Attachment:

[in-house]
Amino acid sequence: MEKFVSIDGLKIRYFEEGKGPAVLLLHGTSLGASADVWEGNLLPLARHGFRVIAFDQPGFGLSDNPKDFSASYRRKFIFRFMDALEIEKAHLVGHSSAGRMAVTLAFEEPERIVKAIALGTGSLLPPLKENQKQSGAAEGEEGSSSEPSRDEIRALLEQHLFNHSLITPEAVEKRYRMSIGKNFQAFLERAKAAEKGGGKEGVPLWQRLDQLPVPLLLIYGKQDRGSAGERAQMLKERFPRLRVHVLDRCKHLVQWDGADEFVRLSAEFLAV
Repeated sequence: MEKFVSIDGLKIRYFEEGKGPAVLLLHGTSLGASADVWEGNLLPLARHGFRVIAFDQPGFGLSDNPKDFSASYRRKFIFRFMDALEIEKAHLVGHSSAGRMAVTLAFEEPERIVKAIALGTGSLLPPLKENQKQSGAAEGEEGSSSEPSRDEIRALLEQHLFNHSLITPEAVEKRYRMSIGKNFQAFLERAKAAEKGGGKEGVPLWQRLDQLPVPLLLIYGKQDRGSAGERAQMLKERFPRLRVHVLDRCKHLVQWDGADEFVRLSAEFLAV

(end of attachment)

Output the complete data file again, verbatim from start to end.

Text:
[in-house]
Amino acid sequence: MEKFVSIDGLKIRYFEEGKGPAVLLLHGTSLGASADVWEGNLLPLARHGFRVIAFDQPGFGLSDNPKDFSASYRRKFIFRFMDALEIEKAHLVGHSSAGRMAVTLAFEEPERIVKAIALGTGSLLPPLKENQKQSGAAEGEEGSSSEPSRDEIRALLEQHLFNHSLITPEAVEKRYRMSIGKNFQAFLERAKAAEKGGGKEGVPLWQRLDQLPVPLLLIYGKQDRGSAGERAQMLKERFPRLRVHVLDRCKHLVQWDGADEFVRLSAEFLAV
Repeated sequence: MEKFVSIDGLKIRYFEEGKGPAVLLLHGTSLGASADVWEGNLLPLARHGFRVIAFDQPGFGLSDNPKDFSASYRRKFIFRFMDALEIEKAHLVGHSSAGRMAVTLAFEEPERIVKAIALGTGSLLPPLKENQKQSGAAEGEEGSSSEPSRDEIRALLEQHLFNHSLITPEAVEKRYRMSIGKNFQAFLERAKAAEKGGGKEGVPLWQRLDQLPVPLLLIYGKQDRGSAGERAQMLKERFPRLRVHVLDRCKHLVQWDGADEFVRLSAEFLAV